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Modeling soil temperature in a temperate region: A comparison between empirical and physically based methods in SWAT

Qi, Junyu, Zhang, Xuesong, Cosh, Michael H.
Ecological engineering 2019 v.129 pp. 134-143
Soil and Water Assessment Tool model, agricultural watersheds, heat transfer, model validation, monitoring, soil depth, soil surface layers, soil temperature, temperate zones, winter, Choptank River, Maryland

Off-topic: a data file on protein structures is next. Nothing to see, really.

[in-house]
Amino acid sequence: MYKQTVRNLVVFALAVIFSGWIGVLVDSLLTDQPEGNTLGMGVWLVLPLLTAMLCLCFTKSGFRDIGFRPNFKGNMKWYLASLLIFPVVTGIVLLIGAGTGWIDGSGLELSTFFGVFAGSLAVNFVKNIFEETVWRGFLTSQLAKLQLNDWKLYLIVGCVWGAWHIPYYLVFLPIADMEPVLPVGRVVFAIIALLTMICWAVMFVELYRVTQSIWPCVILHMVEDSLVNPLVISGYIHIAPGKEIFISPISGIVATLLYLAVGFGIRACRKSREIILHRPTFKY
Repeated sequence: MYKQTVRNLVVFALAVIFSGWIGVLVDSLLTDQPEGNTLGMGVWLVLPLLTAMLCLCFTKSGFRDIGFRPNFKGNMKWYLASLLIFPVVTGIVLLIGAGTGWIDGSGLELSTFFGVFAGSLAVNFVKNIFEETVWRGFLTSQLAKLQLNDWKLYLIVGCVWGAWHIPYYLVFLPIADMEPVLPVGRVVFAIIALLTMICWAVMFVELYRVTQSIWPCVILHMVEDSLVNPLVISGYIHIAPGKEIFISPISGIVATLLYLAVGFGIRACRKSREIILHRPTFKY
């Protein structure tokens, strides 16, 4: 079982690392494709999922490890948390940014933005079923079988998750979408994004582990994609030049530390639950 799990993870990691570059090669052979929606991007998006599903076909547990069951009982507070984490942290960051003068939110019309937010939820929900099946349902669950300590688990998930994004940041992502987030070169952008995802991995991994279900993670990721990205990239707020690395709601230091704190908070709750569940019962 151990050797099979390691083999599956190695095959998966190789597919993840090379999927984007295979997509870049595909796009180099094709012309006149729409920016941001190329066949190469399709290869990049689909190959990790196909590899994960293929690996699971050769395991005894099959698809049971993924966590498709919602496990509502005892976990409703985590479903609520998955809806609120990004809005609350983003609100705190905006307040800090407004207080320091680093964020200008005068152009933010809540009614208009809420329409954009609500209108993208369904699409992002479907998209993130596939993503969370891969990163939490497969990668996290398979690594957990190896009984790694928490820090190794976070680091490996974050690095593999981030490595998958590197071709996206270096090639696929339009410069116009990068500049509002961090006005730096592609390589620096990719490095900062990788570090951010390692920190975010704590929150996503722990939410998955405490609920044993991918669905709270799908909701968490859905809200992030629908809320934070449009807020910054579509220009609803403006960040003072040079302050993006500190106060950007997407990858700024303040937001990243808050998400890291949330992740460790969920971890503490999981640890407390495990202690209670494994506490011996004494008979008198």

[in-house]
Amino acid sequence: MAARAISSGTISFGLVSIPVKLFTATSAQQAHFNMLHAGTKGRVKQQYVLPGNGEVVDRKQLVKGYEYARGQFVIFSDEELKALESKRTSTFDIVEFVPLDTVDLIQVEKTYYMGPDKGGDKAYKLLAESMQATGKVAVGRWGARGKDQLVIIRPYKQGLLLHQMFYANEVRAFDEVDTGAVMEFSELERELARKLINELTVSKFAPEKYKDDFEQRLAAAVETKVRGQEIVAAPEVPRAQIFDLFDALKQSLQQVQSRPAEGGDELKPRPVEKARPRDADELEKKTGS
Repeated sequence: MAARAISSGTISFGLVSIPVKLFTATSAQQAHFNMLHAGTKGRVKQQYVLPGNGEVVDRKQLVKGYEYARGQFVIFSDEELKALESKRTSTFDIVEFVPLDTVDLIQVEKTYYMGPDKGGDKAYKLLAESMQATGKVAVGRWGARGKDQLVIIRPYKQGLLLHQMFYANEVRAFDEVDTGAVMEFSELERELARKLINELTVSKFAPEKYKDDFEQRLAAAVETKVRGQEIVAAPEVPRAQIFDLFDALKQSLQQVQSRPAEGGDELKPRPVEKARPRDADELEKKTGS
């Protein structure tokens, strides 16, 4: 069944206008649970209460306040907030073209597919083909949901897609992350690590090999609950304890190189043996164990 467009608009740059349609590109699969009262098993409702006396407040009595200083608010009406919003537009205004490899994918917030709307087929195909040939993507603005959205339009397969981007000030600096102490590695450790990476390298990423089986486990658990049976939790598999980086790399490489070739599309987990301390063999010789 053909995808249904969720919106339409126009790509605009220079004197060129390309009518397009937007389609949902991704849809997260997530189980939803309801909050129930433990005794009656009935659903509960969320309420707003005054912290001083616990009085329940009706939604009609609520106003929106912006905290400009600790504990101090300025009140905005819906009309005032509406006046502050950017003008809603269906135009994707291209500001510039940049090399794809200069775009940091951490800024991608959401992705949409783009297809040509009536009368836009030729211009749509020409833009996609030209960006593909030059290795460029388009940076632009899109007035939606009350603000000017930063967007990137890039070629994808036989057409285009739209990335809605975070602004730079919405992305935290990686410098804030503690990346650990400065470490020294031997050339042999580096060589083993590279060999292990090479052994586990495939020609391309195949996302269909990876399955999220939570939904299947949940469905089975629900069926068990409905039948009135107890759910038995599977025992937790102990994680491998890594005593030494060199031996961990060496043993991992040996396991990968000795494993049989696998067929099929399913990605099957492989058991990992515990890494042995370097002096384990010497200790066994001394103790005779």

Although the Soil and Water Assessment Tool (SWAT) has been widely used in temperate regions, the performance of its soil temperature module has not been extensively assessed. The aim of the present study is to evaluate the performance of the SWAT model’s built-in empirical soil temperature module and a physically-based soil temperature module using four years of daily soil temperature measurements at three depths (i.e., 5, 10, and 50 cm) across 10 monitoring stations in and around the Choptank River Watershed, Maryland, USA. Model performance is assessed according to three coefficients of accuracy, i.e., Bias, Nash-Sutcliffe coefficient (NS), and coefficient of determination (R2). Model performance of SWAT and the modified version of SWAT (i.e., MSWAT; equipped with the physically-based soil temperature module) is also compared in winter and non-winter seasons. Results show that R2 and NS for different soil depths across 10 stations are all greater than 0.95 and 0.90, respectively, for both SWAT and MSWAT. This indicates that both SWAT and MSWAT reproduce well variations of measured soil temperatures at all soil depths for all stations. The results also show that SWAT and MSWAT tend to underestimate soil temperatures in both winter and non-winter seasons at all soil depths across 10 stations, and MSWAT improves soil temperature simulation by reducing absolute values of Bias, especially at surface soil layers in winter. We found out that a better representation of surface residue is needed in the physically-based soil temperature module for applications in agricultural watersheds of temperature regions. Without a physical accounting, a calibration procedure may be required to account for residue effects on heat transfer based on the current version of the physically-based module.